My layout will be a traction railroad. Though most of the layout’s focus is on moving people, I am interested in and have been extensively researching the milk and LCL operations Canadian interurban railroads performed during their heyday. There’s little doubt in my mind that I’ll be trying to work in some of this on my layout. To do this I’m going to need some trailers. I got out my well-worn copy of Carsten’s Traction Plan Book and from it’s pages I found a drawing of a neat little C&LE trailer car. I’m building this model in styrene using the method I first devised to build TTn3 boxcars years ago. I build my cars from the roof down. First I start with a flat 0.005″ styrene blank. I next measure out a piece of 0.040″ to fit inside the car. This rectangle is approximately the interior dimensions of the car body. Next I figure out the car’s floor thickness and subtract that from the cars exterior height. This result is the height of a 0.020″ styrene core
I build around the perimeter of the 0.040″ slab. The trailer I’m building a model of has a sliding door on the inside of the wall, like a railroad baggage car. The door is simple and made, in this case, from scribed styrene. A piece of 0.020″ thick, 0.020″ v-groove is cut to the entire length of the car’s side and cemented into place. Over-top that are built up laminations to produce the car sides and trims. Basically I’m working with layers and laminations to build the car body from the inside out. If I’ve calculated everything correctly the finished car body width is correct, or close enough that the secret dies with me! It sounds like a strange way to build – so why do it? There are a bunch of reasons I’ve cooked up but here are my primary two: First I hate the gap that someimes presents itself around the eaves of a car roof. Building this was places that join at the car’s base. Second the car floor inserts just like any shake-the-box kit does,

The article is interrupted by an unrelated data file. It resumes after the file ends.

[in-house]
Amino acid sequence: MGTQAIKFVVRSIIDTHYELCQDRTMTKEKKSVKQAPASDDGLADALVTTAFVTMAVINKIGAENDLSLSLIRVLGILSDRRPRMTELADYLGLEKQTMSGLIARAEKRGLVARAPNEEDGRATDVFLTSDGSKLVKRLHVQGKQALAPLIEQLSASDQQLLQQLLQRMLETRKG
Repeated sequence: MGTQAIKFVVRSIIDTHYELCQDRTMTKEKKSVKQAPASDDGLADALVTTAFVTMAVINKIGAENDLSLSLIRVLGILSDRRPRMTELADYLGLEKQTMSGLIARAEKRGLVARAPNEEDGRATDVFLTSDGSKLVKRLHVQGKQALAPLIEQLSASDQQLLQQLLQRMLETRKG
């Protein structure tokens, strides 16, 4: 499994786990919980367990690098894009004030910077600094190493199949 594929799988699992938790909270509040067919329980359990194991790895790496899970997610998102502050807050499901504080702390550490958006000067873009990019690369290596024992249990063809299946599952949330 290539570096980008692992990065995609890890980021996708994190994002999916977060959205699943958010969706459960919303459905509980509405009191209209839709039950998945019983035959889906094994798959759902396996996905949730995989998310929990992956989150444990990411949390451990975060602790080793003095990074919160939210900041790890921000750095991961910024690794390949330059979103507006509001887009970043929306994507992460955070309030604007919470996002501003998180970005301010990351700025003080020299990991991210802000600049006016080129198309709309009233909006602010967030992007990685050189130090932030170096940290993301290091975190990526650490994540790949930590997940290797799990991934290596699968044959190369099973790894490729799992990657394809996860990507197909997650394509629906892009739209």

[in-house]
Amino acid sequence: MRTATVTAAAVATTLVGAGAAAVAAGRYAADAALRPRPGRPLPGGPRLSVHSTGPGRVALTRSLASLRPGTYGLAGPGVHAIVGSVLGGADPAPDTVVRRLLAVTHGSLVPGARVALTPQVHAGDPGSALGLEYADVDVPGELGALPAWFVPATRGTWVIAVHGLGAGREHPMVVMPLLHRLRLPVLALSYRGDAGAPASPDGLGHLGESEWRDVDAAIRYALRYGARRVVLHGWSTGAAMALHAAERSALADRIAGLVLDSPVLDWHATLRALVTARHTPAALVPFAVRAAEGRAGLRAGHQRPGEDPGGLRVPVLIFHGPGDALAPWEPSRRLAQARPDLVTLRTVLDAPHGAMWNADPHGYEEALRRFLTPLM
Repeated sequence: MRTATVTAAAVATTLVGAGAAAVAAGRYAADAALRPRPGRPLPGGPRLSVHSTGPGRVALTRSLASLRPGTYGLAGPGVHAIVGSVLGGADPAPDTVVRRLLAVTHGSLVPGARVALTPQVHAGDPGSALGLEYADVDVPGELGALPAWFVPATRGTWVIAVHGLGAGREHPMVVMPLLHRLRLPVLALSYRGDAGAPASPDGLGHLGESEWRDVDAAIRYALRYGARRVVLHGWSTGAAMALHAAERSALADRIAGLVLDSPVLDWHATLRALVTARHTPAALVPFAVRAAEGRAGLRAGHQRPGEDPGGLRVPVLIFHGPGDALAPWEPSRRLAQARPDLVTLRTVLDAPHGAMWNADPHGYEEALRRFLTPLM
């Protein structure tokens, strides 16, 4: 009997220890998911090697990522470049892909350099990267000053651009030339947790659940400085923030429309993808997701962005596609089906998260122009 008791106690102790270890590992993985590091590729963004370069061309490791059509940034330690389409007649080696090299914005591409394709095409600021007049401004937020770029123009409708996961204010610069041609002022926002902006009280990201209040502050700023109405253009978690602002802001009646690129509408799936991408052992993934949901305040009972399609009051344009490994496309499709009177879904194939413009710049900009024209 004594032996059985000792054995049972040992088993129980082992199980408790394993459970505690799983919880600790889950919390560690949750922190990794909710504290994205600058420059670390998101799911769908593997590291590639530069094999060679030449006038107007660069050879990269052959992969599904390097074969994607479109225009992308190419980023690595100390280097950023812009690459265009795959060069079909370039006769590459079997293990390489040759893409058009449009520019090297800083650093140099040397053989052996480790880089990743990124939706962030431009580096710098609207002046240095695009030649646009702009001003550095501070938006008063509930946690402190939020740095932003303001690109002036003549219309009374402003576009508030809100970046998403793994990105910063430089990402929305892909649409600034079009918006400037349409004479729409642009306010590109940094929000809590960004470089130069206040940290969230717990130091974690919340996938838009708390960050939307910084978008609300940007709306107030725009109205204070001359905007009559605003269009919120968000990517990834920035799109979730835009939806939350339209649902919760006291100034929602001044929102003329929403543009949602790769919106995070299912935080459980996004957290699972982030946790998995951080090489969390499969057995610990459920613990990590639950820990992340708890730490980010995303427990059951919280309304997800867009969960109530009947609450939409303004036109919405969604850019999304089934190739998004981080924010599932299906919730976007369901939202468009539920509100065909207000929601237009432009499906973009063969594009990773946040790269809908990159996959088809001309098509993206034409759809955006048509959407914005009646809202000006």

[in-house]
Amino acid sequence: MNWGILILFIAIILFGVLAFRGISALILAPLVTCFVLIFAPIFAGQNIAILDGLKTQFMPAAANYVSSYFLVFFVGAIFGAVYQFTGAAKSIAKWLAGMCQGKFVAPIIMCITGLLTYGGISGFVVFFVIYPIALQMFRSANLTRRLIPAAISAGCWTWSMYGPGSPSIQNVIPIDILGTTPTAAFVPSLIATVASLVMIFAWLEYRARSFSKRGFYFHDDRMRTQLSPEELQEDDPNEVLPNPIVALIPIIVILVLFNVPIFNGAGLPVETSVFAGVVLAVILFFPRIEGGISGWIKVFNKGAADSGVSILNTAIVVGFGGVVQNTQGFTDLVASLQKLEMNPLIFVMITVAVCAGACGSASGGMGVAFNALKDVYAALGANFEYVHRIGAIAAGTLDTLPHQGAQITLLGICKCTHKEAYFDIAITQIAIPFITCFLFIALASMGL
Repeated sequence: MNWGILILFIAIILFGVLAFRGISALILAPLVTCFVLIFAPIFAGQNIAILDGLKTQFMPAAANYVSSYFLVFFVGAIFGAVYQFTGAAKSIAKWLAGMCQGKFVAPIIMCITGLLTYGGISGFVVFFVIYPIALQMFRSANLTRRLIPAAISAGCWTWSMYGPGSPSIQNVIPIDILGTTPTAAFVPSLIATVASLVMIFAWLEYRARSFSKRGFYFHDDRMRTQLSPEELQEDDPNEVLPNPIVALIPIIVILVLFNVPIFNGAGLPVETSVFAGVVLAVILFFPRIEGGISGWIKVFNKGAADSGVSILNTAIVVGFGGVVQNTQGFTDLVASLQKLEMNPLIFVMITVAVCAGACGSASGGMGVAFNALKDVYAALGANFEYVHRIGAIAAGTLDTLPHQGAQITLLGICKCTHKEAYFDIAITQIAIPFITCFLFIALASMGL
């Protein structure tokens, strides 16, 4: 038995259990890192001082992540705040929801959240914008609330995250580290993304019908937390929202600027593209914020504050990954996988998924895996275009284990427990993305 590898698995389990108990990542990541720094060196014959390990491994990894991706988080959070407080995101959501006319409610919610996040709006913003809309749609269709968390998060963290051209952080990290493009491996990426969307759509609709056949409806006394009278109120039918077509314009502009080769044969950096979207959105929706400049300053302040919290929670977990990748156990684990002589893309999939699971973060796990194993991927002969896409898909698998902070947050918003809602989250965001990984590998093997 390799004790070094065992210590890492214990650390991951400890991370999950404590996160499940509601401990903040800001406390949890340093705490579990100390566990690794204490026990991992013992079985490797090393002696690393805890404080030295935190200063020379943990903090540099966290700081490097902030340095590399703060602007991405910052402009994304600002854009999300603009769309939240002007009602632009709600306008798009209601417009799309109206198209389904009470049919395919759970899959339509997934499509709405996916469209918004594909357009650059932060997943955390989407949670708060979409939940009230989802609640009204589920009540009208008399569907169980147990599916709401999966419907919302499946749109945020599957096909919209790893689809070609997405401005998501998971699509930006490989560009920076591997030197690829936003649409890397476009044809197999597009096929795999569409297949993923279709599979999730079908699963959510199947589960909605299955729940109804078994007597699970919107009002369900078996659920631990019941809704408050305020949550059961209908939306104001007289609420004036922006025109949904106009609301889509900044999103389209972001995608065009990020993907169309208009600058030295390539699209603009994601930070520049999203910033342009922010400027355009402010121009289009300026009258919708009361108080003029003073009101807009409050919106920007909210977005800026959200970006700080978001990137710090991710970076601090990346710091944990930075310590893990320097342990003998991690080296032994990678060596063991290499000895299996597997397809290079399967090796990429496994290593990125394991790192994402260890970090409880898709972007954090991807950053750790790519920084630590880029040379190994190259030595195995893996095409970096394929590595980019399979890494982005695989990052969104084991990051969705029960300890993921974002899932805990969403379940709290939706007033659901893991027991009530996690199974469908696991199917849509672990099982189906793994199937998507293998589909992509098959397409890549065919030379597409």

which makes couplers and car weights easy to add and maintain. Thirdly that 0.040″ blank is measured and cut with perfect 90 degree corners. This ensures that each layer will be square, and in theory, the right size. Each layer come with it a simple butt weld that in turn becomes a lapped joint. It doesn’t take long but the car body that results is quite strong and still appears thin in profile – which is of paramount importance in N scale.
I was able to get all four walls up on the car and the roof roughed out. I still have to figure out something for the car’s floor and then focus on the details (hardware, etc.) I’m thinking about robbing trucks, queen posts and some tiny details from one of the Roundhouse (oops, Athearn – am I showing my age?) old-time boxcars if I can find one over at Maritime Hobby. I also need to figure out if trying to make working radial couplers in N scale is worth it – but that’s another blog – hopefully with pictures. Speaking of pictures, I can’t wait to start sharing some soon that show some trolleys on the layout.
I can’t wait to start running cars.
Not a bad morning at all looking back now. I’m still a huge fan of Dave Frary’s Carrabasset & Dead River. Reflecting back on that reminded me of the time I met Bob Hayden at RCHTA in Chicago. Moving along, I remarked to the cat about how much I missed Tony Koester’s column in Model Railroader and focussing my time on a model for the layout took my attention away from a problem with the layout that was really frustrating me. Yup, not a bad morning after all.